Google Wants to Protect Your Password with Sound

Don't lose your phone, though.

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Jared Newman for TIME

Google has purchased SlickLogin, a three-person startup out of Tel Aviv, to help bolster the search giant’s two-step authentication efforts.

Today, if you’re looking to fortify your Google account beyond a single password, the two-step authentication process consists of you first logging in with your password, and then entering a second verification code that’s sent to your phone by way of a text message, a phone call or by using Google’s Authenticator app (which basically turns your phone into one of those number-cycling RSA keyfobs).

SlickLogin would ostensibly automate second stage of this verification. Instead of having to wait for a call or a text message or having to fumble around with the Authenticator app, you’d apparently just place your phone next to your computer.

According to the AFP:

The technology involves sending barely audible sounds through computer speakers and then having the users’ smartphones recognize the unique tones and respond in kind. It also reportedly factors in the location of smartphones.

According to the announcement on SlickLogin’s site, “Google was the first company to offer 2-step verification to everyone, for free – and they’re working on some great ideas that will make the internet safer for everyone. We couldn’t be more excited to join their efforts.”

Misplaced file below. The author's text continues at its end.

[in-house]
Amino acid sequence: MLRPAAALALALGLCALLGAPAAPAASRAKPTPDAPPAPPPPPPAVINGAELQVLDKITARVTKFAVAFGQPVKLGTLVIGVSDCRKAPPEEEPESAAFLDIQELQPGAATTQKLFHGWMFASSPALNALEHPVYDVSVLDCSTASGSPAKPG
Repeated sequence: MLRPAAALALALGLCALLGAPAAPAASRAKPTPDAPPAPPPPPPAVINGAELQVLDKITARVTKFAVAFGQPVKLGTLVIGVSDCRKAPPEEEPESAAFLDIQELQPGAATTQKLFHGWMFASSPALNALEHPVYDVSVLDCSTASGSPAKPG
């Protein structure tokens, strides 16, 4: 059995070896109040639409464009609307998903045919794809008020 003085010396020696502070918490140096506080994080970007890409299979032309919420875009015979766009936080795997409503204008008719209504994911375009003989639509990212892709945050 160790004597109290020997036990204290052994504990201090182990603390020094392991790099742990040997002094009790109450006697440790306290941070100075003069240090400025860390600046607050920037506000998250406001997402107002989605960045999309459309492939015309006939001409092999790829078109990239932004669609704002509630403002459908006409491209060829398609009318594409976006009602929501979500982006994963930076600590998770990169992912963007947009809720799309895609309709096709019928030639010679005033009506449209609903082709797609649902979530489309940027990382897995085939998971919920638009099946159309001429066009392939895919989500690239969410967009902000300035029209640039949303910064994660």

It would be interesting to see one of these “great ideas” consists of Google beefing this up so that it could be used for people who haven’t opted for two-factor authentication — or to make opting for two-factor authentication unnecessary in the first place. Imagine being prompted to enter your password, and just having your phone next to your computer would be enough. Don’t lose your phone, though.

And don’t forget that this all might be a mere stepping stone to bigger things. Google may have sold its Motorola hardware wing to Lenovo, but it kept the Motorola research team. That team is working on a once-daily password pill you’d ingest, the idea being that your body is the ultimate authentication device.

Sound-based login startup joins Google tech chorus [AFP]